LOS ANGELES (AP) — The NBA fined the Los Angeles Clippers $50,000 for statements made by coach Doc Rivers and others that were “inconsistent” about Kawhi Leonard’s heath status.

Leonard sat out the Clippers’ 129-124 home loss to the Milwaukee Bucks on Wednesday night, the second time he’s missed the nationally televised front end of a back-to-back this season. He was in the lineup against Portland on Thursday night.

The NBA initially confirmed the Clippers were compliant with league rules in deciding to rest Leonard because of a knee injury. It was what Rivers said before the game that triggered the fine.

“He feels great,” Rivers said Wednesday. “But he feels great because of what we’ve been doing, and we’re just going to continue to do it. There’s no concern here.”

Rivers cited “a lot of minutes” that Leonard racked up last season while leading Toronto to its first NBA championship.

Less than 24 hours later, the NBA fined the Clippers for statements, including those by Rivers, that were inconsistent with Leonard’s health while also detailing his knee injury. At the same time, the league reaffirmed the team was in line with NBA rules in sitting Leonard.

GOLF

U.S. captain Tiger Woods used one of his four wild-card selections on himself Thursday and will become the first playing captain in the Presidents Cup since Hale Irwin in the inaugural edition 25 years ago.

The decision was hardly a surprise.

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Woods is the Masters champion and two weeks ago tied the PGA Tour record with his 82nd career victory at the Zozo Championship in Japan. He is No. 6 in the world ranking.

He also took Tony Finau, U.S. Open champion Gary Woodland and Patrick Reed.

The Presidents Cup is Dec. 12-15 at Royal Melbourne. Ernie Els filled out his International team on Wednesday and has six newcomers.

BASEBALL

HOUSTON (AP) — Astros president Reid Ryan is shifting to a lesser role in the organization and owner Jim Crane’s son is joining the executive team, moves announced 11 days after Crane apologized to a Sports Illustrated reporter and retracted a statement by the club accusing her of trying to “fabricate a story.”

Crane said Thursday he was bringing in his son, Jared, to get more experience and to help in the organization. Crane maintained the moves were not related to the incident with SI or the firing of an assistant general manager.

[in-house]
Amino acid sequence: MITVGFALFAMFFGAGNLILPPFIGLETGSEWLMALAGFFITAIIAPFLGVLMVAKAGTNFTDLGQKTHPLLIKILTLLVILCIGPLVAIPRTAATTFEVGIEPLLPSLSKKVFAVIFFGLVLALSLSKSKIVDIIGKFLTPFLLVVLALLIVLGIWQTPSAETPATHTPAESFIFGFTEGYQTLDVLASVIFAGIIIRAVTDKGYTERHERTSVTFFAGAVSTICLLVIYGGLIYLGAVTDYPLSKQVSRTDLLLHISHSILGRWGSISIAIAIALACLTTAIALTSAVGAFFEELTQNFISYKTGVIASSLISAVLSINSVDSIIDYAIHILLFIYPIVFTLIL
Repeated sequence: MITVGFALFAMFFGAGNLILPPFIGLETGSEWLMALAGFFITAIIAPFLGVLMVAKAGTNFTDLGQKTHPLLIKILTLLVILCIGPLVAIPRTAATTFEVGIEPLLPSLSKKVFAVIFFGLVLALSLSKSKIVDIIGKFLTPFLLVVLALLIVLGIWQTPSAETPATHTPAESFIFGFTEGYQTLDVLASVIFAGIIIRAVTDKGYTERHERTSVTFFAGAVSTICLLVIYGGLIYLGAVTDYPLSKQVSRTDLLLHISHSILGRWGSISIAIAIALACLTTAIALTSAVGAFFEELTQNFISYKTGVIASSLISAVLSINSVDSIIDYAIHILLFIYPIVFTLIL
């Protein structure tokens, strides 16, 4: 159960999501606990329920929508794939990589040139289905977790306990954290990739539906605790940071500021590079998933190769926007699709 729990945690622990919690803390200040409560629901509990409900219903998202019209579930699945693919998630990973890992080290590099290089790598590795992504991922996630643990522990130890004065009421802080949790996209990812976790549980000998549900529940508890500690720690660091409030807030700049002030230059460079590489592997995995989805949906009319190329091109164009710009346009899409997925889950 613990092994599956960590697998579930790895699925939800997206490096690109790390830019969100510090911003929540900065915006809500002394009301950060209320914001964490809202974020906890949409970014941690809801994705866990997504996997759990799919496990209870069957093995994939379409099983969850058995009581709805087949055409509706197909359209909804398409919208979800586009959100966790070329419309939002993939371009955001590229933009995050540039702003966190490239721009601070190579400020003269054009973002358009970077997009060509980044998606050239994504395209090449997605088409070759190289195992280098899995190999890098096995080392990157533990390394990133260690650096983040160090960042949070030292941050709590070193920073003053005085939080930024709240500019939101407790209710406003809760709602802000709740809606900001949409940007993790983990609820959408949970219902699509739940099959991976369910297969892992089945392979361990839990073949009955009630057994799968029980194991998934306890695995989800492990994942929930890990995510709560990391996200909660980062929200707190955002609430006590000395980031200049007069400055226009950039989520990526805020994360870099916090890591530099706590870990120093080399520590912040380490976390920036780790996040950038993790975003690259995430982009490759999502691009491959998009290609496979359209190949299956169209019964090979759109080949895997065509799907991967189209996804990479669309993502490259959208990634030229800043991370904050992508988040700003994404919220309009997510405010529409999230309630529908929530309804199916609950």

“It’s a family issue. I have an older son that’s very good, very bright, and has got some experience but he hasn’t been around it, and I want to start teaching him,” said Crane, who turns 66 in January and has owned the team for eight years. “I’ve been working a long time, and very hard a long time, and I have other stuff, and so he’s just coming in to lend a hand.”

The team said that Ryan’s new role as executive adviser of business relations will allow him “more opportunities to focus on his other business ventures while remaining an important part of the Astros organization.”

Ryan’s father, Hall of Famer Nolan Ryan, told Fox 26 of Houston on Thursday that he was leaving his role as executive adviser that he had held since 2014.

PRO FOOTBALL

EAST RUTHERFORD, N.J. (AP) — The elusive black cat from “Monday Night Football” is still on the run.

MetLife Stadium officials said the search for the fleet feline that briefly delayed the nationally televised game between the New York Giants and Dallas Cowboys on Monday night has been unsuccessful.

The search started on Tuesday morning with multiple humane traps being stationed in the stadium. After that came up empty, stadium officials asked PuppykittyNYCity — a trap, neuter, release and no-kill shelter — for help.

“We are hopeful that together we can find the black cat that we all fell in love with Monday night,” the stadium statement said.

PuppykittyNYCity said in a statement Thursday that if the cat is caught, it will be assessed for a home or relocation.